19 October 2022

Two new world-class installations unveiled for Snowy Valleys Sculpture Trail

| Edwina Mason
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Sculpture in garden

Ron Robertson-Swann’s Hildegard Von Bingen was included in the Sculpture by the Sea exhibition in Aarhus, Denmark, and is now destined for a permanent home in Tooma. Photo: Sculpture by the Sea.

The fabulous new world-class Snowy Valleys Sculpture Trail – which opened in May 2022 – will now have additional works for the public to seek out.

Two new significant works – Colossus by Ukrainian artist Egor Zigura and Hildegard Von Bingen by NSW artist Ron Robertson-Swann – will be unveiled at public celebrations early next week.

Colossus is bound for the Tumbarumba Creekscape and will be unveiled by Volodymyr Shalkivskyi, deputy head of mission at the Ukraine embassy in Australia, at 2 pm on Monday, 24 October.

This is the seventh sculpture to be installed in the town and the 28th in the Snowy Valleys Sculpture Trail, which is a permanent exhibition.

READ ALSO Snowy Valleys’ 100 km sculpture trail opens early May

Zigura and his partner, Viktoria Kulikova, art director at Kyiv’s Abramovych Art Agency, will witness the unveiling, travelling to the region after the opening of Sculpture by the Sea, Bondi 2022 on Friday, where a showcase of Ukrainian works was a highlight.

Zigura will donate 25 per cent of the proceeds from the sale of Colossus to the Snowy Valleys Sculpture Trail to support the Ukrainian military.

He holds a postgraduate degree from the National Academy of Fine Arts and Architecture in Kyiv, Ukraine, and has exhibited internationally in the UK, France, Italy and Spain, and at Sculpture by the Sea, Bondi 2019.

Zigura is represented in private collections in China, Denmark, England, France, Japan, Italy, New Zealand, Portugal, Singapore, Spain and the US.

The second permanent sculpture to be installed in Tooma and the 27th in the collection, Hildegard Von Bingen, will also be unveiled on Monday at 4:30 pm at Brigham House in Tooma, this time by Member for Albury Justin Clancy.

Robertson-Swann’s work was inspired by Saint Hildegard, a German Benedictine abbess and polymath who was a visionary writer, composer and philosopher.


Colossus by Ukrainian artist Egor Zigura will be unveiled in the Tumbarumba Creekscape next Monday as part of the Snowy Valleys Sculpture Trail. Photo: Sculpture by the Sea.

Of his work, Robertson-Swann says: “Hildegard wanted her music to be like a ‘feather on the breath of God’. The sculpture is like a spiral movement of a feather in space, finding its place of rest in a pool.”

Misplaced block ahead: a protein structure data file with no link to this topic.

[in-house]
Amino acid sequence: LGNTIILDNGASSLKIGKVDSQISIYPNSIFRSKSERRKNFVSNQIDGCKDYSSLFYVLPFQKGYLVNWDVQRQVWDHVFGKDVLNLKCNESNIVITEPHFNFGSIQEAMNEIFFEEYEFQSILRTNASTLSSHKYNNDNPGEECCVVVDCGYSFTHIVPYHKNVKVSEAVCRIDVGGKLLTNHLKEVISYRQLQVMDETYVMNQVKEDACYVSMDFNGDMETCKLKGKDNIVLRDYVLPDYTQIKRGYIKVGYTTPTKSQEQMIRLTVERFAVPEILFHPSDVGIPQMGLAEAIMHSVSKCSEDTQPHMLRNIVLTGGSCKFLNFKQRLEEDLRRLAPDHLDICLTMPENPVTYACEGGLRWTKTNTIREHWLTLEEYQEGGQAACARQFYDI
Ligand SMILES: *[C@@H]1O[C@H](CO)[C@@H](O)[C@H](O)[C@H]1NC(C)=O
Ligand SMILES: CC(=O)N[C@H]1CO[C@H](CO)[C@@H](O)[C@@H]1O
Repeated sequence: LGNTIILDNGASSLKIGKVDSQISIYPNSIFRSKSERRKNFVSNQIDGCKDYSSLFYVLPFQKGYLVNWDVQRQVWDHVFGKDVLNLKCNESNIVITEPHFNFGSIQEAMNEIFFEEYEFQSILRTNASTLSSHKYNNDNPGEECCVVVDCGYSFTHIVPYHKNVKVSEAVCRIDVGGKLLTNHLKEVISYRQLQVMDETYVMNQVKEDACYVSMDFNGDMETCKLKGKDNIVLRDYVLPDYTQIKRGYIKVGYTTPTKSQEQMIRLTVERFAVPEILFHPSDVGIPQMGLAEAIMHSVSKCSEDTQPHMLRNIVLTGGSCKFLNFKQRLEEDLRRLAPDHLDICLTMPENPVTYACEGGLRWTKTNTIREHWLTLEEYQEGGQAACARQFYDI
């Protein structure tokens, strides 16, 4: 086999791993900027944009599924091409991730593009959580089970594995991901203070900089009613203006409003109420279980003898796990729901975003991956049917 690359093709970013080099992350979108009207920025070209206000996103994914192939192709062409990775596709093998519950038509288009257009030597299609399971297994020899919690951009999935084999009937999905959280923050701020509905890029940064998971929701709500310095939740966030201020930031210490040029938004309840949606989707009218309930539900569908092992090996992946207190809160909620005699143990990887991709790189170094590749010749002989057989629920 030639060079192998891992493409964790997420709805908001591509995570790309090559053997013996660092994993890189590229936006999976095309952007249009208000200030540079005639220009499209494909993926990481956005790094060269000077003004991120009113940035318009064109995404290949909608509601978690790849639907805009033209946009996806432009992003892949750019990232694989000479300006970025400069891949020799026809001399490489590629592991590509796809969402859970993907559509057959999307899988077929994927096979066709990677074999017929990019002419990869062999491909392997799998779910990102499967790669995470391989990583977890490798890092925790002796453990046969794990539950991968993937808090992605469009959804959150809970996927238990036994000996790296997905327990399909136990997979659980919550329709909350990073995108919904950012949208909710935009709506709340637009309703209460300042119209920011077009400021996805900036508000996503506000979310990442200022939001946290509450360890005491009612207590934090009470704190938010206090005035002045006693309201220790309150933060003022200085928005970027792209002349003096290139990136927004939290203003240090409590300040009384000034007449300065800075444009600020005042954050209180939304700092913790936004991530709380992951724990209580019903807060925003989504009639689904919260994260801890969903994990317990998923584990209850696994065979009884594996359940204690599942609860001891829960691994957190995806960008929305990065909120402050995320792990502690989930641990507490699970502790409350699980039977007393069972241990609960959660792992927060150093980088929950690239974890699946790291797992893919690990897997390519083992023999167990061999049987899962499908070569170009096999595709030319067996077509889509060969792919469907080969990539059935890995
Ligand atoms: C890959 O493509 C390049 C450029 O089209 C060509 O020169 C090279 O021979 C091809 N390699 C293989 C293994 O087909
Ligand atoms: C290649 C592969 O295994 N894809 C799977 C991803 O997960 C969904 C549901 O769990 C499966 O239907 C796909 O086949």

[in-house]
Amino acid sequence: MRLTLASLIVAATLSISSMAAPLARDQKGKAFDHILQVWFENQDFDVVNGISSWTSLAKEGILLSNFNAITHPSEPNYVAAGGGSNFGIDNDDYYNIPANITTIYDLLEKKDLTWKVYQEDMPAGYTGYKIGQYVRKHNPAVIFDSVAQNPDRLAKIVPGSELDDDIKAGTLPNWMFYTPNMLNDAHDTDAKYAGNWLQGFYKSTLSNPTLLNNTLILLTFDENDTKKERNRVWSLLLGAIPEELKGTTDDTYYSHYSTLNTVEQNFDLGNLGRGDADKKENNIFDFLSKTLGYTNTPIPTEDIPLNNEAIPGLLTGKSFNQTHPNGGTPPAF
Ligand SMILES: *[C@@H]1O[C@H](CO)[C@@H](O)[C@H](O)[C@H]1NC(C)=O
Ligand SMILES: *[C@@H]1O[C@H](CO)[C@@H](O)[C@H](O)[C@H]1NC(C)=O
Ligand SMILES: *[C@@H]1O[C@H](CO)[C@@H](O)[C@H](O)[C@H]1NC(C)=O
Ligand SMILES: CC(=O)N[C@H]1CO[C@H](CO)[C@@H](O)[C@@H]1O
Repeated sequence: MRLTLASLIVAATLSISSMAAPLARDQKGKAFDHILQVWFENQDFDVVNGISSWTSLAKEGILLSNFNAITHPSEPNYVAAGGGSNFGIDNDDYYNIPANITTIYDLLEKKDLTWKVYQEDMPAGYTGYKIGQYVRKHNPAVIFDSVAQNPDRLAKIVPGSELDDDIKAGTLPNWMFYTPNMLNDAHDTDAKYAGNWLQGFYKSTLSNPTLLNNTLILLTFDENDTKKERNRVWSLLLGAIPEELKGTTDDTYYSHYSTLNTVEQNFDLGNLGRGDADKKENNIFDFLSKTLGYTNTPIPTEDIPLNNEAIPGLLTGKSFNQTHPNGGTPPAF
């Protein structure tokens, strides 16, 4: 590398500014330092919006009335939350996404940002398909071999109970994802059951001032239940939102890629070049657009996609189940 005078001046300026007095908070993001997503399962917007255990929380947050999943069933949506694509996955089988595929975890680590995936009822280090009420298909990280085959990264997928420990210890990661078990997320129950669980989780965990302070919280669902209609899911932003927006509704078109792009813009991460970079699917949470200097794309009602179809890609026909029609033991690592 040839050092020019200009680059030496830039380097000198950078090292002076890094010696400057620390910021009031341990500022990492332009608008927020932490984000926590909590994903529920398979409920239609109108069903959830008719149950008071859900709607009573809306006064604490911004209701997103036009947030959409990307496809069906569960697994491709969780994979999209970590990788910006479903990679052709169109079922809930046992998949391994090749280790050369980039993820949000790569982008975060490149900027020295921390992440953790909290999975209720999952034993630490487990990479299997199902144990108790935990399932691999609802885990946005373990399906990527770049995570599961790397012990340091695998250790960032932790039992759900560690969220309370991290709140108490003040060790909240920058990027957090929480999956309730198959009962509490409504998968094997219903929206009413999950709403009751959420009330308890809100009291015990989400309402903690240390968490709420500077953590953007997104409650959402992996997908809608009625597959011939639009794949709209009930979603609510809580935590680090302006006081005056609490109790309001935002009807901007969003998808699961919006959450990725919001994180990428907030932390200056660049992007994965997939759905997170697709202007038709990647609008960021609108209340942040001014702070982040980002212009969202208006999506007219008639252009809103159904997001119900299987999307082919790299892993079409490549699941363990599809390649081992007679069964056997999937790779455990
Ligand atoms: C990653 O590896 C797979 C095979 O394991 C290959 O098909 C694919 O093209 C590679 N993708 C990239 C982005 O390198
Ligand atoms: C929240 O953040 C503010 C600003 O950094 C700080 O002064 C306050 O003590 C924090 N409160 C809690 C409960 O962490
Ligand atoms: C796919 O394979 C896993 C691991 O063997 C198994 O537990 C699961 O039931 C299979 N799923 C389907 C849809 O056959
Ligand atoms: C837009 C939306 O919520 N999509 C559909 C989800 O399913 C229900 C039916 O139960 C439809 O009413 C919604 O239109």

One of the most noted sculptors in Australia, with key leadership roles in the departments of sculpture at the National Art School and Canberra School of Art, Robertson-Swann was instrumental in the establishment of Sculpture by the Sea.

He has exhibited at Sculpture by the Sea, Bondi 12 times since 2000, Sculpture by the Sea, Cottesloe four times since 2005 and at the Aarhus counterpart event in 2009 and 2015.

He is also represented in major public collections, including the Art Gallery of NSW, Art Gallery of Western Australia, National Gallery of Victoria and the National Gallery of Australia.

READ ALSO Trio of sculptures a royally Danish gift to the Snowies

Robertson-Swann said he was pleased to see some ex-students also making important contributions to such a significant community project in the region.

“It intensifies the focus on an artform often overlooked but the only one robust enough to survive such conditions,” he said.

“My sculpture Hildegard Von Bingen has found its home and I am pleased with how it’s been sited. Hildegard can sing from there,” he added.

“I think there is already evidence of the impact this project by Sculpture by the Sea is having on the region. A piece of Paris has come to the Snowy [sic],” Robertson-Swann said.

Members of the public are invited to attend both ceremonies next week.

Funded by the Bushfire Local Economic Recovery Fund, the 100-kilometre Snowy Valleys Sculpture Trail stretches across seven locations in Adelong, Batlow, Courabyra Wines, Johansen Wines, Tumbarumba, Obsession Wines and Tooma.

While it launched with 26 sculptures by Australian and international artists from Denmark to Japan and South Africa to the Czech Republic, it is set to expand to about 35 sculptures by 2023.

Hand in hand with Sculpture by the Sea at Bondi and Cottesloe, the permanent collection has evolved through consultation with a wide cross-section of the Snowy Valleys community, the Snowy Valleys Council and a local community advisory group.

As part of the Snowy Valleys Sculpture Trail, artists have already visited 14 of the 16 schools across the Snowy Valleys to provide sculpture-making workshops for more than 1200 students.

Three empty shops in Batlow and Tumbarumba have also been transformed by artists into Shop Art Projects.

Sculpture by the Sea founding CEO and artistic director David Handley said that while the expectation of the project was a solid increase in the visitation to the Snowy Valleys, the response had been far greater than we expected at this early stage of the sculpture trail.

“Probably the best example of this is during the 18 months of planning for the sculpture trail, whenever we would walk along Adelong Creek we would usually only see another person or two on the walk on every second or third visit,” he explained, “now, even in the middle of winter we are seeing at least nine up to a dozen and a half people every time we do the walk”.

“This is locals as well as people coming to Adelong just to see the sculptures,” David added.

“We put this down to the strong media coverage of the opening of the Snowy Valleys Sculpture Trail in Canberra, Sydney and Wagga Wagga as well as some good media right across NSW,” he said.

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